A successful business is more than just profits and market share. Success comes to a business through the ability to communicate with its target market, its customers, and its audience at large.
Communication has been the backbone of business for centuries. From bartering goods for coin in the ancient times of caravan traders to the fast-moving, globally connected world of today. Communication remains vital, as does the strategy that goes with it. The art of good communication keeps a company aligned with its goals, the momentum building forward for growth, and the business connected with its users.
The communication strategy of any business extends beyond a policy. It is, instead, the very essence of the business itself. It is how relationships are strengthened. It becomes part of the brand itself. It has the ability to launch a business from an infant startup to an industry leader.
In this article, we’ll explore what a good communication strategy looks like, and the types of communication strategies you might use:
- What Makes A Good Communication Strategy?
- Types of Communication Strategy
What Makes A Good Communication Strategy?
At this point, it’s important to note that every business’s communication strategy will be different. It will focus on different routes, different styles, and, ultimately, a different audience. There are, however, core elements that act as the foundation for any communication strategy.
Clarity Of Message
There’s no space for fluff in a solid communication strategy. You need clear, concise messaging. When you deliver a message that gets to the point in an understandable way, you remove any ambiguity. People understand what you’re trying to say in moments. That means your audience, your customers, and your stakeholders are all on the same page. They understand what your business stands for, what you want to accomplish, and how you’re going to accomplish it.
There are few effective strategies that will work without consistency. Your audience will come to expect to hear from you. There should be a sort of rhythm to your communication. It should steadily beat, reinforcing the messaging you’d like to share across the spectrum of platforms that you’re using. When you’re consistent, your audience will begin to trust you, and your credibility begins to get established.
Understand Your Audience
These are the people you want to communicate with. It stands to reason that you should get to know them. Take time to understand their preferences, what they want from you, and how they like to be communicated with. The best way to approach this is to consider your audience as individuals.
The more personalized your communication, the better. Don’t fall into the trap of treating the audience as one large, homogenous group. Instead, segment your audience and tailor your message.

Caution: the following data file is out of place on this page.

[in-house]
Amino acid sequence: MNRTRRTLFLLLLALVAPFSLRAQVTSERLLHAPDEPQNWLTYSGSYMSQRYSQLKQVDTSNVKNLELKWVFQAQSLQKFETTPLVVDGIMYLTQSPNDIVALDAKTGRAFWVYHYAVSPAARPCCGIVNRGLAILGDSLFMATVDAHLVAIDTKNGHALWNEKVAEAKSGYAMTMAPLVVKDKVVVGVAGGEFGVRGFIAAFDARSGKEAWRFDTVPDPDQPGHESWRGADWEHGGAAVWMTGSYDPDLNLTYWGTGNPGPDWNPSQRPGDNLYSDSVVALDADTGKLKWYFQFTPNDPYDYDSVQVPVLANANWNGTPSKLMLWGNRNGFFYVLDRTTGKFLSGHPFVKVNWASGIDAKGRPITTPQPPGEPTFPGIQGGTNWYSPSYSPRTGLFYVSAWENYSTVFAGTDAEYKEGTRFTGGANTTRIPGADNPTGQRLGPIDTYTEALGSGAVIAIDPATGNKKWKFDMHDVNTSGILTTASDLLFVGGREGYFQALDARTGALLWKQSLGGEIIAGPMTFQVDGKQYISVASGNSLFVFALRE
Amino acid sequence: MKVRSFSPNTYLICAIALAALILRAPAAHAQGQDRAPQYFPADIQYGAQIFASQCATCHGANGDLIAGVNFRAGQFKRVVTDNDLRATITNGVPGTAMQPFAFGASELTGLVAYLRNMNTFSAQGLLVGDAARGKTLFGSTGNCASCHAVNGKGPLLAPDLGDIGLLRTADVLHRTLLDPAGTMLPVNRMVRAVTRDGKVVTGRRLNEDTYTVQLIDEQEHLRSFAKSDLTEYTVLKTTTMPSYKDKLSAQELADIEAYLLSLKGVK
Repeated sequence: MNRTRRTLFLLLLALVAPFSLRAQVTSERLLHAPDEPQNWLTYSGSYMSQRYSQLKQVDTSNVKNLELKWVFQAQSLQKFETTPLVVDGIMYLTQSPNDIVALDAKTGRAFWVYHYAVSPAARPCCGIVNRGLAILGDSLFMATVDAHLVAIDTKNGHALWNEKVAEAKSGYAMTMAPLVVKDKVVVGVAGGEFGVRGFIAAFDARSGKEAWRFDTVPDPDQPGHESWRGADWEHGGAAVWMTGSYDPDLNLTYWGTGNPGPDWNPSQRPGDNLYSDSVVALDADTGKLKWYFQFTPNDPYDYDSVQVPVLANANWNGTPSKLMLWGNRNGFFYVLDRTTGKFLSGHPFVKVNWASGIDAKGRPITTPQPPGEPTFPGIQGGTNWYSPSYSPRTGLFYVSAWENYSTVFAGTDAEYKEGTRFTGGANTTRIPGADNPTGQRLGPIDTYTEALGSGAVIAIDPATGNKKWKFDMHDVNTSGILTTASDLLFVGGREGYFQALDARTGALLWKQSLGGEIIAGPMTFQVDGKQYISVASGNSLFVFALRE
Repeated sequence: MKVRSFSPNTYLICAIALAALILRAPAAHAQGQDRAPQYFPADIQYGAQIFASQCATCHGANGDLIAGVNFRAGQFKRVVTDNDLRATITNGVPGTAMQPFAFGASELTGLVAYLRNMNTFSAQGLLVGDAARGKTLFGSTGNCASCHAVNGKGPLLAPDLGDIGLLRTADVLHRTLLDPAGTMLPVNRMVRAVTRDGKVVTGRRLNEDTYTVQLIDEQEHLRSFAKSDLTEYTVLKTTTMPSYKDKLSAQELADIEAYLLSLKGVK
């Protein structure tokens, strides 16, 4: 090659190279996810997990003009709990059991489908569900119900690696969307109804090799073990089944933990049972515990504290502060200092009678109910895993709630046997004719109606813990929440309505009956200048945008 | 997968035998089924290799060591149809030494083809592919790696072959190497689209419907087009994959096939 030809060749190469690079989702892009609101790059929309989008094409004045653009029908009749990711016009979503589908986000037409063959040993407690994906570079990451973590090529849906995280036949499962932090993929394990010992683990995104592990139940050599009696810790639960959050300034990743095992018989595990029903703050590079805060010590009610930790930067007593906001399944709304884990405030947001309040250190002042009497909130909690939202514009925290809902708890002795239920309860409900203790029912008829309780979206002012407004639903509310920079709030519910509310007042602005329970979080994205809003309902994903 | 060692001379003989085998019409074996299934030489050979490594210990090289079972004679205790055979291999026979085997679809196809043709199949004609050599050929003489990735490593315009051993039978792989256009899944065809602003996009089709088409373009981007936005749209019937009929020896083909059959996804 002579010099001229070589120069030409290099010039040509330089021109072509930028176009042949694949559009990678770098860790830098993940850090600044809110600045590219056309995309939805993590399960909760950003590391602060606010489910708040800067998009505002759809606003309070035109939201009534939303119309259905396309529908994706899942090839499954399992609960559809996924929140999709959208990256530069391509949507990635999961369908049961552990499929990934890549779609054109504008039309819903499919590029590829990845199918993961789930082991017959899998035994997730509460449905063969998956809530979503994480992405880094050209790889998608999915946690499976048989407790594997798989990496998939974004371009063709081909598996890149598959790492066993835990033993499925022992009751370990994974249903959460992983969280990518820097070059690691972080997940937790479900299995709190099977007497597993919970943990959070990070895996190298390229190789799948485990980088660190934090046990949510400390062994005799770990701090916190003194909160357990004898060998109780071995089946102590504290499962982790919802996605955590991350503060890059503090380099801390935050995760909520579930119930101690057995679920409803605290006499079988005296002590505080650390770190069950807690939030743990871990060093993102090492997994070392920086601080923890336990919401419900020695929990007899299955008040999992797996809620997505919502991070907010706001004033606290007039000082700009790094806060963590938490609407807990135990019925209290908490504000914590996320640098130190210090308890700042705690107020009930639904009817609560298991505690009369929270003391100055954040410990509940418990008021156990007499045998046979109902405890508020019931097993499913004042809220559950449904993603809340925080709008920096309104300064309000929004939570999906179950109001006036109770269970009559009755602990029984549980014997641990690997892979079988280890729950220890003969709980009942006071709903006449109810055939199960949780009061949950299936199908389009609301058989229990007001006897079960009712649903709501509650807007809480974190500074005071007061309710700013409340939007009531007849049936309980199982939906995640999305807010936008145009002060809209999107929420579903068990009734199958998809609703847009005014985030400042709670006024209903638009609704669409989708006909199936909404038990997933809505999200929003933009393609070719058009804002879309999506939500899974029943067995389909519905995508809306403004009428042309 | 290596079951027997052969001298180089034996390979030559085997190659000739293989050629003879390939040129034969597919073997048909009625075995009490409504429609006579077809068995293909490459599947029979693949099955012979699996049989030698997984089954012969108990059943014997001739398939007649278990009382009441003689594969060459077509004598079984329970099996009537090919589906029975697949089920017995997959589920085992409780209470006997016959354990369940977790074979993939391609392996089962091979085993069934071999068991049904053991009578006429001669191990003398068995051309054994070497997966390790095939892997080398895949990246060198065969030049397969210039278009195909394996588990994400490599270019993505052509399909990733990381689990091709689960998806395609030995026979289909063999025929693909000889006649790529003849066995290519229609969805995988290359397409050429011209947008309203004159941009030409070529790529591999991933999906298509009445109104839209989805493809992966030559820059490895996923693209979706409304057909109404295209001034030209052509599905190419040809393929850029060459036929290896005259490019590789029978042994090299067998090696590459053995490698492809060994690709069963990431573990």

The image of a plate spinner comes to mind. It sounds complicated, but delivering your message with a multi-channel approach is a necessary part of an effective communication strategy.
Naturally, your audience won’t be all in one place. Some of them will engage with email, others with social media. There will be those that regularly visit your website. Some will barely visit at all. Leveraging a multi-channel approach means that each of your individual audience members can access your message in their preferred medium. You’ll also find that your sales strategy might focus on different channels depending on which funnel stage your prospects are at.
Opportunity For Feedback
Feedback doesn’t necessarily mean critique of your strategy, although that is often welcomed. Rather it means giving ample opportunity for your audience to respond to your communication. You want to avoid shouting into the void and expecting action to be taken. Imagine, instead, that you’re having a conversation with your audience. If you put something out there, expect a response. This, in turn, leads to a conversation and all of the opportunities that could present.
Times change. Your audience evolves. Even your business goes through periods of change and alteration. Your communication strategy is no different. The best strategies will see this as a natural part of the process rather than fight against it. Keep up with market trends, changes to what your audience prefers, and technological advances. If you’re a more adaptable business, then you’re far more likely to flourish as the landscape changes and circumstances shift.
Types of Communication Strategy
There is no single communication strategy. You’ll likely find that many businesses blend different types of communication strategies into their own mix. The best communication strategy to choose is the one that works for you, adheres to the principles above, and engages with the audience.
Verbal Communication Strategy
People like to talk, particularly in business. The verbal communication strategy is all about how the words we speak carry meaning and weight. The strategy encompasses meetings, phone calls, presentations, and discussions within the business itself. There’s a lot to think about when speaking. The right tone and pitch need to be selected, pauses used at the right time, and the right words selected to persuade and inform.